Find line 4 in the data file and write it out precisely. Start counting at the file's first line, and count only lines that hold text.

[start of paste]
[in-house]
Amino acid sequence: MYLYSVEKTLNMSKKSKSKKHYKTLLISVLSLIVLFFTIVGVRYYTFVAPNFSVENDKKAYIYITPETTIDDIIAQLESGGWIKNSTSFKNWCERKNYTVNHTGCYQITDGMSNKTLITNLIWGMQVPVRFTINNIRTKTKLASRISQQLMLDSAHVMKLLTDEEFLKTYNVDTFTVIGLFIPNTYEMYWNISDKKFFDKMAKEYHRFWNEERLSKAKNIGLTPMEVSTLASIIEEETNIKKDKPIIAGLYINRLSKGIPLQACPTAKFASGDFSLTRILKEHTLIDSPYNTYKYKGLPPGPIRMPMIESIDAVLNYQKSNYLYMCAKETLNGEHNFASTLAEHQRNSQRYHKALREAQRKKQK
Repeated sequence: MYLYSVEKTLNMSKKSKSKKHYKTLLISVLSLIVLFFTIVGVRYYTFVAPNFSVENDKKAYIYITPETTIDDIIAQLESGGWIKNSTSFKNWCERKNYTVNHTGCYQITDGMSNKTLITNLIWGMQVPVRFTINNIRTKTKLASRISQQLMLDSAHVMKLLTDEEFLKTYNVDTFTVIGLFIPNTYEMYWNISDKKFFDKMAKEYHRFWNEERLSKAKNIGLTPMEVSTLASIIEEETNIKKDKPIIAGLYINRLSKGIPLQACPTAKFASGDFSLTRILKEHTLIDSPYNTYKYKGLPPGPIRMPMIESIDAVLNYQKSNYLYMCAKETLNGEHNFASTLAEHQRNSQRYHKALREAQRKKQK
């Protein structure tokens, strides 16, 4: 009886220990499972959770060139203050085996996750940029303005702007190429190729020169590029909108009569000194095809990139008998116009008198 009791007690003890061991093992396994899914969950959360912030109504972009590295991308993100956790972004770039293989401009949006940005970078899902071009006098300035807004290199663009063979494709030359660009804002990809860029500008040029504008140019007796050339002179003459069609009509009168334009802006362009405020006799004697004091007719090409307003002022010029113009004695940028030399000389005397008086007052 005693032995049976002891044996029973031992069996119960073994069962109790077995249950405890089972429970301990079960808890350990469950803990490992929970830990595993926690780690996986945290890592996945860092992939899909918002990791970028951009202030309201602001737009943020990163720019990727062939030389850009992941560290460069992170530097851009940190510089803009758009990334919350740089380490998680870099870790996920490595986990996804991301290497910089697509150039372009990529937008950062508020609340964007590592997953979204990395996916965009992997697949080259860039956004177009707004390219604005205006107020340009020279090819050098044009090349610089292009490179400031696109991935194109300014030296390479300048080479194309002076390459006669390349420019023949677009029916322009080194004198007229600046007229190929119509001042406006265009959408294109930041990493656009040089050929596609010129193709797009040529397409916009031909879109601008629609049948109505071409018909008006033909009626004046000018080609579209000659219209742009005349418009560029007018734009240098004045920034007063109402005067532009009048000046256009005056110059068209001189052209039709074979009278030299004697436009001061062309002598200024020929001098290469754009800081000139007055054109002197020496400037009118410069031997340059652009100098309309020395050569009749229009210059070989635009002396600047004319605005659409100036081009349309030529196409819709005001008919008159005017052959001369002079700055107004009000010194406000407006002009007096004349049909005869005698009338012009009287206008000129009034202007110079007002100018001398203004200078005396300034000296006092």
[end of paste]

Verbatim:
């Protein structure tokens, strides 16, 4: 009886220990499972959770060139203050085996996750940029303005702007190429190729020169590029909108009569000194095809990139008998116009008198 009791007690003890061991093992396994899914969950959360912030109504972009590295991308993100956790972004770039293989401009949006940005970078899902071009006098300035807004290199663009063979494709030359660009804002990809860029500008040029504008140019007796050339002179003459069609009509009168334009802006362009405020006799004697004091007719090409307003002022010029113009004695940028030399000389005397008086007052 005693032995049976002891044996029973031992069996119960073994069962109790077995249950405890089972429970301990079960808890350990469950803990490992929970830990595993926690780690996986945290890592996945860092992939899909918002990791970028951009202030309201602001737009943020990163720019990727062939030389850009992941560290460069992170530097851009940190510089803009758009990334919350740089380490998680870099870790996920490595986990996804991301290497910089697509150039372009990529937008950062508020609340964007590592997953979204990395996916965009992997697949080259860039956004177009707004390219604005205006107020340009020279090819050098044009090349610089292009490179400031696109991935194109300014030296390479300048080479194309002076390459006669390349420019023949677009029916322009080194004198007229600046007229190929119509001042406006265009959408294109930041990493656009040089050929596609010129193709797009040529397409916009031909879109601008629609049948109505071409018909008006033909009626004046000018080609579209000659219209742009005349418009560029007018734009240098004045920034007063109402005067532009009048000046256009005056110059068209001189052209039709074979009278030299004697436009001061062309002598200024020929001098290469754009800081000139007055054109002197020496400037009118410069031997340059652009100098309309020395050569009749229009210059070989635009002396600047004319605005659409100036081009349309030529196409819709005001008919008159005017052959001369002079700055107004009000010194406000407006002009007096004349049909005869005698009338012009009287206008000129009034202007110079007002100018001398203004200078005396300034000296006092």